In corners, the low curb weight makes this Gallardo feel sublime. The AWD combined with the low mass and low center of gravity allows for ample grip. Steering feel is excellent, it’s crisp on turn-in and everything communicates nicely. The ride is firm and unforgiving, but I can’t find a reason for this not to be necessary. The tires proved to have plenty of grip, but the way the car rotates in corners was what surprised me most. In a very tight corner at the edge of the track, I found the steering to be incredibly forgiving, allowing me to rotate further in corners than I thought was possible. Not once did I ever feel like I was about to spin out of control.

Score: 4.o/4.0

The Bottom Line:

As exotics go, Lamborghini has been a staple (if any exotic can be called that) for decades now. The Gallardo has proven staying power, having been in production since 2003. With 10,000 units sold to show for it, people are willing to shell out $300K for one. The Superleggera started at over $240,000 when new, and although I didn’t ask the retail on my test car, judging by the way it was equipped, it was at least $250,000. Optioned up, $300K is a definite with a car such as this one, and I feel like, as an exotic super-light, money isn’t much of an object when the Superleggera is on the radar in the first place. Of course, what it provides for the money is tremendous. I can’t find a reason, if one makes enough money, not to want one–but of course, with this lineup on its way out and the existence of the Ferrari 458 Italia, which is in a similar price bracket and is better in very measureable categories, hurts the desireability somewhat. It’s also sharing market space with the Audi R8 GT, another interesting entry that has a lower price point.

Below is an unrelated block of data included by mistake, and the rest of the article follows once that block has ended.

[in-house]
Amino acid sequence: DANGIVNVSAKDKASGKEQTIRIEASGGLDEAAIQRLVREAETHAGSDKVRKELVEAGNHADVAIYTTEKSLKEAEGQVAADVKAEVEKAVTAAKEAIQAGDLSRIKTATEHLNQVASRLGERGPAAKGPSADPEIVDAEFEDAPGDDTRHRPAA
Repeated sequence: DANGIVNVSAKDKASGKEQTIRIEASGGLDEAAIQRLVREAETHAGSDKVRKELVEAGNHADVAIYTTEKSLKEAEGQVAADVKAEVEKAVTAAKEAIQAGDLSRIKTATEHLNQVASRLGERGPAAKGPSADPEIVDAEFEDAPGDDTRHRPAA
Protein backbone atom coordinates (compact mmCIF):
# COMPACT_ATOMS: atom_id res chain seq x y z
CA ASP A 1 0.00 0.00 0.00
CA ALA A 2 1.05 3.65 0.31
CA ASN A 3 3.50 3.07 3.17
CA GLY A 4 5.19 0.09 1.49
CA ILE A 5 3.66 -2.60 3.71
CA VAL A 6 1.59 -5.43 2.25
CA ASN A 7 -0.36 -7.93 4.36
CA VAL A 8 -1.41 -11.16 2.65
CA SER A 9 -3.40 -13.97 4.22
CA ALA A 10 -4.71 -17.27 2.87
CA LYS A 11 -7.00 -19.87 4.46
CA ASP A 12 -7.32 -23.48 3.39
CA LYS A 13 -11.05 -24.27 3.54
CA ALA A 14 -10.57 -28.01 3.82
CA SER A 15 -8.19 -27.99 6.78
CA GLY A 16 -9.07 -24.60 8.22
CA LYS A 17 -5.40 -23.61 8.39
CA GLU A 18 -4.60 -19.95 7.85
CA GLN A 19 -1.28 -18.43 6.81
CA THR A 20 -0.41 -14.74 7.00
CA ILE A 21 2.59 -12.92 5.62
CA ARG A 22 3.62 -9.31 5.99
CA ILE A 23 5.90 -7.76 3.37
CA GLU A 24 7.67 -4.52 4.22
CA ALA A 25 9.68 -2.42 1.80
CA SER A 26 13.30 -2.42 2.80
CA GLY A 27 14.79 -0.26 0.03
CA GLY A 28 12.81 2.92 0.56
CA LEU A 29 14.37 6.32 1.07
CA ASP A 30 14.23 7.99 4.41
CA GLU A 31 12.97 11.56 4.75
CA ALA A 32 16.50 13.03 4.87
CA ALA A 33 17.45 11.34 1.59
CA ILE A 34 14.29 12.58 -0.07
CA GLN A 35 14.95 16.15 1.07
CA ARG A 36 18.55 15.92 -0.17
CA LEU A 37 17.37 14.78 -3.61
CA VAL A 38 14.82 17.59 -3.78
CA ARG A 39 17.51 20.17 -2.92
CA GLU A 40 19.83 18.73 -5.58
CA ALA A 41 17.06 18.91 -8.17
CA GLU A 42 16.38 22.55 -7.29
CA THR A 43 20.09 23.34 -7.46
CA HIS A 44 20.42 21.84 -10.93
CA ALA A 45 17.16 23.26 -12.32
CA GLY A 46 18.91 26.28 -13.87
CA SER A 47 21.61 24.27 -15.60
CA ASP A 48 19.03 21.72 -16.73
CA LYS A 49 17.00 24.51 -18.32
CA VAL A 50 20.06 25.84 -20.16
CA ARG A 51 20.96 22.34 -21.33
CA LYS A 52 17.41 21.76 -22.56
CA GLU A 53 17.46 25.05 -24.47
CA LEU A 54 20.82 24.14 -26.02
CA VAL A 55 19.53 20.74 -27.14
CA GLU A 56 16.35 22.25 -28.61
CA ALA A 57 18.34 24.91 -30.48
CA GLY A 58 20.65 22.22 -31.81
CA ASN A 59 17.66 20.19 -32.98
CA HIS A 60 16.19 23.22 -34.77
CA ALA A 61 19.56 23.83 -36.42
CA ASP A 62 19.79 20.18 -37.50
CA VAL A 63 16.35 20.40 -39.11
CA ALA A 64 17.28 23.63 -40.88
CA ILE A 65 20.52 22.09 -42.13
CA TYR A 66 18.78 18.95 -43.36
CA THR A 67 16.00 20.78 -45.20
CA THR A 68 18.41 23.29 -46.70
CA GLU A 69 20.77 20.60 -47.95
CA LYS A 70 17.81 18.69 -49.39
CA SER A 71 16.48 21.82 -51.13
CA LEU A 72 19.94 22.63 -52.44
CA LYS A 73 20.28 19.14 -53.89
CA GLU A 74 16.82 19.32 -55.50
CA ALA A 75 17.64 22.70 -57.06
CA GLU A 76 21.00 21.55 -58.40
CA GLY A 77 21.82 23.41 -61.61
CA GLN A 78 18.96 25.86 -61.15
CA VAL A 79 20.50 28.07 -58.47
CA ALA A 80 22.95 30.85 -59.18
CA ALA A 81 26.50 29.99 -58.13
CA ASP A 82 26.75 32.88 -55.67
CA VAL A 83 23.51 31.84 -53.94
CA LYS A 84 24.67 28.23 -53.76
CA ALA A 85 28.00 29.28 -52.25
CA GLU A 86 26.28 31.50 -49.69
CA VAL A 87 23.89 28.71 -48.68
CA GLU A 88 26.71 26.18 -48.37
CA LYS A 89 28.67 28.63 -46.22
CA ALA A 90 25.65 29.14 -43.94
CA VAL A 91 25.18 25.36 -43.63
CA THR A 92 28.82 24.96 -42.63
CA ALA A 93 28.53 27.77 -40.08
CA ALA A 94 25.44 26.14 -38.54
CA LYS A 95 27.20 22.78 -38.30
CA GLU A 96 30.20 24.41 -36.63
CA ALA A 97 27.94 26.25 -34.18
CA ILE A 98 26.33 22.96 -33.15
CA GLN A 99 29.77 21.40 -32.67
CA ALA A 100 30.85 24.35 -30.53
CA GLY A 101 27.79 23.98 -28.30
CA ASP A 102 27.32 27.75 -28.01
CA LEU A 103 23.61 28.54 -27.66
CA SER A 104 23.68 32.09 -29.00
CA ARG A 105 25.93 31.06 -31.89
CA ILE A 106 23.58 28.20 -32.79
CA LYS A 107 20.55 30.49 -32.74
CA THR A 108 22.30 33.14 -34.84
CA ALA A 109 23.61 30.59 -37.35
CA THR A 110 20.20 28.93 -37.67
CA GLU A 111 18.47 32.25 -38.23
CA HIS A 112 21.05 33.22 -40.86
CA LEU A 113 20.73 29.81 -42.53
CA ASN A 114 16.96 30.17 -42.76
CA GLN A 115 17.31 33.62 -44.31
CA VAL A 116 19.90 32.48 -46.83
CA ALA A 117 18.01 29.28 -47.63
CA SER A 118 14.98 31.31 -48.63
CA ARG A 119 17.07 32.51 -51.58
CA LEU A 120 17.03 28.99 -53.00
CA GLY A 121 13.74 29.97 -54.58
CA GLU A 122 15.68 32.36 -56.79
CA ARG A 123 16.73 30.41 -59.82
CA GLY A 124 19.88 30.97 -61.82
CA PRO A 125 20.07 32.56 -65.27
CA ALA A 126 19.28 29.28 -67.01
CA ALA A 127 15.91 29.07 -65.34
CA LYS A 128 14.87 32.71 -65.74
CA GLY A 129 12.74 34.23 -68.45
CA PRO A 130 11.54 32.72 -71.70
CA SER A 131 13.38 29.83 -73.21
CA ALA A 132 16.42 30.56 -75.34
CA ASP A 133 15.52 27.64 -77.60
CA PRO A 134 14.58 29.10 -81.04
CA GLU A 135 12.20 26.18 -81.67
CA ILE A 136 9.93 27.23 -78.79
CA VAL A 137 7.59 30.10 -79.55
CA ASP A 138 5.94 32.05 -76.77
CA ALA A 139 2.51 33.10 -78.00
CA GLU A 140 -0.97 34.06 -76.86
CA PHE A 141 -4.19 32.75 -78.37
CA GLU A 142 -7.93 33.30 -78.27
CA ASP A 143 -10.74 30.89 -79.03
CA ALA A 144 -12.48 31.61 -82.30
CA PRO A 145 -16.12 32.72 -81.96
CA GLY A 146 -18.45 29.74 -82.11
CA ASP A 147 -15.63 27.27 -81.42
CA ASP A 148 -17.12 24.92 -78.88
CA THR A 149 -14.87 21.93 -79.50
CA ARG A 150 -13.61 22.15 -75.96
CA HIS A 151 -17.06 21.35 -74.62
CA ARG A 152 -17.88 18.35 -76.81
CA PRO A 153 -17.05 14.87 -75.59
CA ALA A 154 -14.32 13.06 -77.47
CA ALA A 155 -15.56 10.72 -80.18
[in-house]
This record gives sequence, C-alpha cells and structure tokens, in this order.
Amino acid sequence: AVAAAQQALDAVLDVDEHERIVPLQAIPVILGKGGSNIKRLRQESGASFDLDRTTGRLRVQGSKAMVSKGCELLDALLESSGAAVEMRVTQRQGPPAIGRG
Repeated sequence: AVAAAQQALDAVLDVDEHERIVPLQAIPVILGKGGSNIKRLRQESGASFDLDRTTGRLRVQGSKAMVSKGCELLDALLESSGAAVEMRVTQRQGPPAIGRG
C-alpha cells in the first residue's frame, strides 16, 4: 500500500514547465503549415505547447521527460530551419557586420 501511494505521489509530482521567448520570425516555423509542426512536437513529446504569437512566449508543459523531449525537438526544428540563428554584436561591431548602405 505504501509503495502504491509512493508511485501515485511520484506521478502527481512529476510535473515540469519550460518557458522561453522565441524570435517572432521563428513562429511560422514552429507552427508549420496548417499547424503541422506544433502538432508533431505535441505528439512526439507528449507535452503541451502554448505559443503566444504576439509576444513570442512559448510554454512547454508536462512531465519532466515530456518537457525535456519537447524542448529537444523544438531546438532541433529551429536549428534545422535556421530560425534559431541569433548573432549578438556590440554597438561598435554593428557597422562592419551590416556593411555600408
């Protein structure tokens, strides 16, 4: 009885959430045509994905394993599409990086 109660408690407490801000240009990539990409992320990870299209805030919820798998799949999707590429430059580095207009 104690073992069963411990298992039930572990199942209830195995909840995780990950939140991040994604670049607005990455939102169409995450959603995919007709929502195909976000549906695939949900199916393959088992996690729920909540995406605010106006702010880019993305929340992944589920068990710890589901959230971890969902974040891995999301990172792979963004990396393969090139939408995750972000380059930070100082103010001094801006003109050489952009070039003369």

Score: 3.0/4.0

Conclusion:

Overall, what’s not to like about the Superleggera? Lamborghini’s had a solid run with the Gallardo. It is their most successful car ever. I’m sure the Huracan, it’s successor which is due to launch this year, will be even better. It faces stiff competition in the twilight of its life cycle, but even under scrutiny, the LP570-4 Superleggera stands up to the pressure very well. Was it as much fun to drive as the Ferrari 458 Italia I drove a few minutes later? Well, that’s a matter of perspective. I found them both to be incredibly enjoyable, but in different ways–such as it is in this section of the market. Similar prices, but distinctly different driving dynamics and personalities is what makes the Gallardo a great car in the same way as its competition.

Total: 4.0+4.0+4.0+3.0 = 15.0/16

Grade: A

-Albert S. Davis